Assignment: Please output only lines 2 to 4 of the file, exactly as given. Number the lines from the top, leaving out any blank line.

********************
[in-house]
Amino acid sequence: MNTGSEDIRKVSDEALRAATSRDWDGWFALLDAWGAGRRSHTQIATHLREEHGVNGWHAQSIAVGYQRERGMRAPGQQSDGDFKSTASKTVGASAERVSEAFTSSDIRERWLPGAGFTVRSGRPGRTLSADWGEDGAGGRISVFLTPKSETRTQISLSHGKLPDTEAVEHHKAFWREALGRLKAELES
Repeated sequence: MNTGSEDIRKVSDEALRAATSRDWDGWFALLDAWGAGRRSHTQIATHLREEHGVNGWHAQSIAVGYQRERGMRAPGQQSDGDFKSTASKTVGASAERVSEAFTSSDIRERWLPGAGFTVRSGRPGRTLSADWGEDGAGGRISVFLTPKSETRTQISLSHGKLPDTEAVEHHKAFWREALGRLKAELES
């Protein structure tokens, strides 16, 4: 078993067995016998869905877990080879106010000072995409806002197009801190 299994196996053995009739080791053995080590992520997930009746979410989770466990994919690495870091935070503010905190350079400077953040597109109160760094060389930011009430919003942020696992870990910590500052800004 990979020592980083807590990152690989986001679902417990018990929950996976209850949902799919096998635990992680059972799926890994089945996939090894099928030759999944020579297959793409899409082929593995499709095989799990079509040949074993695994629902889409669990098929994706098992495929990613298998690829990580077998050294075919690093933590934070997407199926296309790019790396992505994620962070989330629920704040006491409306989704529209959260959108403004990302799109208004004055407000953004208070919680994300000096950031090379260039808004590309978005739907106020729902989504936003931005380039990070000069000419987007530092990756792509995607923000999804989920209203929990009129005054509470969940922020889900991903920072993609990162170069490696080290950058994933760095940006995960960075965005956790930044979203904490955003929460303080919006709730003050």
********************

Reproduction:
Amino acid sequence: MNTGSEDIRKVSDEALRAATSRDWDGWFALLDAWGAGRRSHTQIATHLREEHGVNGWHAQSIAVGYQRERGMRAPGQQSDGDFKSTASKTVGASAERVSEAFTSSDIRERWLPGAGFTVRSGRPGRTLSADWGEDGAGGRISVFLTPKSETRTQISLSHGKLPDTEAVEHHKAFWREALGRLKAELES
Repeated sequence: MNTGSEDIRKVSDEALRAATSRDWDGWFALLDAWGAGRRSHTQIATHLREEHGVNGWHAQSIAVGYQRERGMRAPGQQSDGDFKSTASKTVGASAERVSEAFTSSDIRERWLPGAGFTVRSGRPGRTLSADWGEDGAGGRISVFLTPKSETRTQISLSHGKLPDTEAVEHHKAFWREALGRLKAELES
């Protein structure tokens, strides 16, 4: 078993067995016998869905877990080879106010000072995409806002197009801190 299994196996053995009739080791053995080590992520997930009746979410989770466990994919690495870091935070503010905190350079400077953040597109109160760094060389930011009430919003942020696992870990910590500052800004 990979020592980083807590990152690989986001679902417990018990929950996976209850949902799919096998635990992680059972799926890994089945996939090894099928030759999944020579297959793409899409082929593995499709095989799990079509040949074993695994629902889409669990098929994706098992495929990613298998690829990580077998050294075919690093933590934070997407199926296309790019790396992505994620962070989330629920704040006491409306989704529209959260959108403004990302799109208004004055407000953004208070919680994300000096950031090379260039808004590309978005739907106020729902989504936003931005380039990070000069000419987007530092990756792509995607923000999804989920209203929990009129005054509470969940922020889900991903920072993609990162170069490696080290950058994933760095940006995960960075965005956790930044979203904490955003929460303080919006709730003050």